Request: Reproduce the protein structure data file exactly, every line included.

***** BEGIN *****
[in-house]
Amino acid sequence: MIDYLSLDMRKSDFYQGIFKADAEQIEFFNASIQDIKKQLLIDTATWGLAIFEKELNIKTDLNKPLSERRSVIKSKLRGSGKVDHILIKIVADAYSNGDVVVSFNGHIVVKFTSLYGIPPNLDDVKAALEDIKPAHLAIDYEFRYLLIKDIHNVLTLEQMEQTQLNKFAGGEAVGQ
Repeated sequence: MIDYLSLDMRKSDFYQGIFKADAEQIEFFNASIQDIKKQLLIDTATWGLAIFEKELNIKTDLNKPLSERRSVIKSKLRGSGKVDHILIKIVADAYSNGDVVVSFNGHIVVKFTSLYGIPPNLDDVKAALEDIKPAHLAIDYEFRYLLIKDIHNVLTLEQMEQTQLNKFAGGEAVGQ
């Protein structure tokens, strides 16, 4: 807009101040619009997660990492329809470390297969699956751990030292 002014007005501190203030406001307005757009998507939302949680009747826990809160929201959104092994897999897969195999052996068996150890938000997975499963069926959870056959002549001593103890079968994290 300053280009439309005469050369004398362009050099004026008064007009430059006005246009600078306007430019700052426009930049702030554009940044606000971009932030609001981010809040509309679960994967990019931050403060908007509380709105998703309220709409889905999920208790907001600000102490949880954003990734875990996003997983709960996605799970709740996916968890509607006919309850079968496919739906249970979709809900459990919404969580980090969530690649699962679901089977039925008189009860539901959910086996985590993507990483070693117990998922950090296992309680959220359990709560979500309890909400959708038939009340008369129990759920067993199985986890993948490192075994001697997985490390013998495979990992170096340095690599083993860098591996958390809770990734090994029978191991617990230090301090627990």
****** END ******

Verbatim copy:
[in-house]
Amino acid sequence: MIDYLSLDMRKSDFYQGIFKADAEQIEFFNASIQDIKKQLLIDTATWGLAIFEKELNIKTDLNKPLSERRSVIKSKLRGSGKVDHILIKIVADAYSNGDVVVSFNGHIVVKFTSLYGIPPNLDDVKAALEDIKPAHLAIDYEFRYLLIKDIHNVLTLEQMEQTQLNKFAGGEAVGQ
Repeated sequence: MIDYLSLDMRKSDFYQGIFKADAEQIEFFNASIQDIKKQLLIDTATWGLAIFEKELNIKTDLNKPLSERRSVIKSKLRGSGKVDHILIKIVADAYSNGDVVVSFNGHIVVKFTSLYGIPPNLDDVKAALEDIKPAHLAIDYEFRYLLIKDIHNVLTLEQMEQTQLNKFAGGEAVGQ
């Protein structure tokens, strides 16, 4: 807009101040619009997660990492329809470390297969699956751990030292 002014007005501190203030406001307005757009998507939302949680009747826990809160929201959104092994897999897969195999052996068996150890938000997975499963069926959870056959002549001593103890079968994290 300053280009439309005469050369004398362009050099004026008064007009430059006005246009600078306007430019700052426009930049702030554009940044606000971009932030609001981010809040509309679960994967990019931050403060908007509380709105998703309220709409889905999920208790907001600000102490949880954003990734875990996003997983709960996605799970709740996916968890509607006919309850079968496919739906249970979709809900459990919404969580980090969530690649699962679901089977039925008189009860539901959910086996985590993507990483070693117990998922950090296992309680959220359990709560979500309890909400959708038939009340008369129990759920067993199985986890993948490192075994001697997985490390013998495979990992170096340095690599083993860098591996958390809770990734090994029978191991617990230090301090627990």